WASHINGTON — The chief compliance officer of Britain’s HSBC says he is stepping down from that position after an investigation found that lax controls at the international bank allowed Mexican drug cartels to launder billions of dollars through its U.S. operation and other illicit transactions.
But David Bagley, the head of compliance for London-based HSBC Holdings, told a Senate investigations panel that he will remain at HSBC.
Bagley and other current and former executives of the bank apologized for lapses but said they weren’t fully aware of illicit transactions flowing through the bank.
Senators expressed skepticism that they didn’t know about problems that persisted for seven years.
A report by the panel, the Senate Permanent Subcommittee on Investigations, also found that U.S. regulators knew the bank had a poor system to detect problems but failed to take action.
Bagley has been the head of compliance since 2002, during the period in which the Senate investigation found that HSBC’s lack of oversight allowed the bank to be used by drug traffickers and possible financiers of terrorist groups, and for other illicit purposes around the globe.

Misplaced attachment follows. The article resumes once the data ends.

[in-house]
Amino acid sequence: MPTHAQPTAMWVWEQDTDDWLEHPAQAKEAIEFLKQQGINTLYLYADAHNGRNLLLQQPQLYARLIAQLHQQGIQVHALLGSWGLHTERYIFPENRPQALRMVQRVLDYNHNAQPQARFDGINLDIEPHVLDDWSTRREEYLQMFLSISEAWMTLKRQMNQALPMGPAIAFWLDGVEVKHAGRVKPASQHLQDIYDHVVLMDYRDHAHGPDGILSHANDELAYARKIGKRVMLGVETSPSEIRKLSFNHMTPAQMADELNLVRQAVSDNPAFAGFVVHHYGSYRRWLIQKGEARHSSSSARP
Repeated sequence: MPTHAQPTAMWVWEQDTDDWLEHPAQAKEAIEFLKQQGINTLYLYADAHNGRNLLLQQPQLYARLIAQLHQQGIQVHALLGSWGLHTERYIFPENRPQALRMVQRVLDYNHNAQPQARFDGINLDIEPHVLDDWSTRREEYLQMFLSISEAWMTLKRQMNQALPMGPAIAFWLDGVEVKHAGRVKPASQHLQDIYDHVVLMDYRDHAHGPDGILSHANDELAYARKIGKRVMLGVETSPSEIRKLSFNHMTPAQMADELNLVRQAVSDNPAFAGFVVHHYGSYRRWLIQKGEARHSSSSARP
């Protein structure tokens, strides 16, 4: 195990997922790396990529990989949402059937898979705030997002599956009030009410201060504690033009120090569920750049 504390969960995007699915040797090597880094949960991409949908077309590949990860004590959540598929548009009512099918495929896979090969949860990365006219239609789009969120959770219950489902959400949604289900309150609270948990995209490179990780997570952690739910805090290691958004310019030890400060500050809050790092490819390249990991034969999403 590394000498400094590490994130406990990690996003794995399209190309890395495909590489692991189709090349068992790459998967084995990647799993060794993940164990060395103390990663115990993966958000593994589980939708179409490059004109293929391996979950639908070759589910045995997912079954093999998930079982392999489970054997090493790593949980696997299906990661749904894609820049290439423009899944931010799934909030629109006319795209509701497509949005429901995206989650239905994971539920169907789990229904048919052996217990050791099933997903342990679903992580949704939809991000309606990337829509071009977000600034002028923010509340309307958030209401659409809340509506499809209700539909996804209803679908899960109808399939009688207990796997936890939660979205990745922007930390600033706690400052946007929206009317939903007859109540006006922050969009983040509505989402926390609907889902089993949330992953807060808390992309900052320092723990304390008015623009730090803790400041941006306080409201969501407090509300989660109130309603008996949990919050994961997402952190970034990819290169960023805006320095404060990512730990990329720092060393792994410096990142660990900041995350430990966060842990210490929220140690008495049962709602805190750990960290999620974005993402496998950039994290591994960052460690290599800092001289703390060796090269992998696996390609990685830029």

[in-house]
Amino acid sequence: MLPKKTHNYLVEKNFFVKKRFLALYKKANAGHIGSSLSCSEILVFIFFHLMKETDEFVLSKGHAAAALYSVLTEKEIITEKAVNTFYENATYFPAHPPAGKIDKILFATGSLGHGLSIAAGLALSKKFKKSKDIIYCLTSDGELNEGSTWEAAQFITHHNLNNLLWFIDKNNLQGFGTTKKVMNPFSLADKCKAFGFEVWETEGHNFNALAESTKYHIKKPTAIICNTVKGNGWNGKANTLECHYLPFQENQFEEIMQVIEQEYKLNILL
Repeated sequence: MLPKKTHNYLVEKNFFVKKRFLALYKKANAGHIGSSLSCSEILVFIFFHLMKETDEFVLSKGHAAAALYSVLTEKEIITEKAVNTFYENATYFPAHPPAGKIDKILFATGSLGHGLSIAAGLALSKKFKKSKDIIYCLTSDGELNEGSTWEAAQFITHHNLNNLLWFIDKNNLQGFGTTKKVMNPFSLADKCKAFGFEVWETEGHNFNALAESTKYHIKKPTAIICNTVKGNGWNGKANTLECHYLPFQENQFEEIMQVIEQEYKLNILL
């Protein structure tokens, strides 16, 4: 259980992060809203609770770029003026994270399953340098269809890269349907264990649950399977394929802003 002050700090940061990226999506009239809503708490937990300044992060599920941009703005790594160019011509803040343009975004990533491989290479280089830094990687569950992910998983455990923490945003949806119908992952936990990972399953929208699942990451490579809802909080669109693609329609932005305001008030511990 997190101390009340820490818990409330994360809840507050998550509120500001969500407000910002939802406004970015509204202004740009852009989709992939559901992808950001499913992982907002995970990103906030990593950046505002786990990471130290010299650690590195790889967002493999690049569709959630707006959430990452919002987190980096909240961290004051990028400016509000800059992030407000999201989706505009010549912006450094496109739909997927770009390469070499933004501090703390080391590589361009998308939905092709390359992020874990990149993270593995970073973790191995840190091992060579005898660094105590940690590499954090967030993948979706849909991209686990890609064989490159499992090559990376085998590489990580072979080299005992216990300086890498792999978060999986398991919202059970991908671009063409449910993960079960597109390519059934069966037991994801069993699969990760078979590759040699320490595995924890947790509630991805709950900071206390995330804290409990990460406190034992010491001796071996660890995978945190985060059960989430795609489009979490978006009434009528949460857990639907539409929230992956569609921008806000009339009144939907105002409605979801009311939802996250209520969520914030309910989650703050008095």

Bagley said he lacked full authority over the bank’s far-flung affiliates, which each had its own compliance officer. HSBC, with net income last year of $16.8 billion, operates in about 80 countries around the world.
“HSBC has fallen short of our own expectations and the expectations of our regulators,” Bagley testified.
He said he had told HSBC senior management “that now is the appropriate time — for me and for the bank — for someone new to serve as the head of group compliance.”
The executive who headed HSBC’s Mexican affiliate in 2007 and 2008 said he tried to clean up deficiencies he found in the operation.
“I believe that we made real progress at HSBC Mexico during my short tenure,” Paul Thurston told the panel. However, he added, “We know we should have done this better, sooner.”
The executives said the bank has made deep changes to its policies and corporate culture to prevent illicit use of the bank. London-based HSBC, which is Europe’s largest bank, changed its senior management last year.
Sen. Carl Levin, D-Mich., the subcommittee’s chairman, challenged Thurston. “This is something that people knew was going on at that bank,” Levin said. “Why did people allow it to continue?”
Thurston said the Mexican bank, which HSBC had acquired in 2002, had been a “fast-growth” bank that lacked controls against money laundering.